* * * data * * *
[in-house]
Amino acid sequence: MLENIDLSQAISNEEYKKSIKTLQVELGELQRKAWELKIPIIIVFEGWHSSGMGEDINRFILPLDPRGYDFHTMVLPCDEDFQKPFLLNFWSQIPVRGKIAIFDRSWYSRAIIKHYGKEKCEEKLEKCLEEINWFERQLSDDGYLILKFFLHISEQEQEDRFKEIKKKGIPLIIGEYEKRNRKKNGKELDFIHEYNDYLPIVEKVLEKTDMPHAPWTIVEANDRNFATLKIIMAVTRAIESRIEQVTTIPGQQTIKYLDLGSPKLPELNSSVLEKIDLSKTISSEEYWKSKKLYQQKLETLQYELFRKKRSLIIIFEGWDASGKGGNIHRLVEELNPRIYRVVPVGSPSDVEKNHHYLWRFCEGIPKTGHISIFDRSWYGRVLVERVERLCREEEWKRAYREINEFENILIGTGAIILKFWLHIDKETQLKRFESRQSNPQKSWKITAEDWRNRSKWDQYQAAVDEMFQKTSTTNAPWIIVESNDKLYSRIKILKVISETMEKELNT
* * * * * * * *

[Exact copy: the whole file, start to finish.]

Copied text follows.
[in-house]
Amino acid sequence: MLENIDLSQAISNEEYKKSIKTLQVELGELQRKAWELKIPIIIVFEGWHSSGMGEDINRFILPLDPRGYDFHTMVLPCDEDFQKPFLLNFWSQIPVRGKIAIFDRSWYSRAIIKHYGKEKCEEKLEKCLEEINWFERQLSDDGYLILKFFLHISEQEQEDRFKEIKKKGIPLIIGEYEKRNRKKNGKELDFIHEYNDYLPIVEKVLEKTDMPHAPWTIVEANDRNFATLKIIMAVTRAIESRIEQVTTIPGQQTIKYLDLGSPKLPELNSSVLEKIDLSKTISSEEYWKSKKLYQQKLETLQYELFRKKRSLIIIFEGWDASGKGGNIHRLVEELNPRIYRVVPVGSPSDVEKNHHYLWRFCEGIPKTGHISIFDRSWYGRVLVERVERLCREEEWKRAYREINEFENILIGTGAIILKFWLHIDKETQLKRFESRQSNPQKSWKITAEDWRNRSKWDQYQAAVDEMFQKTSTTNAPWIIVESNDKLYSRIKILKVISETMEKELNT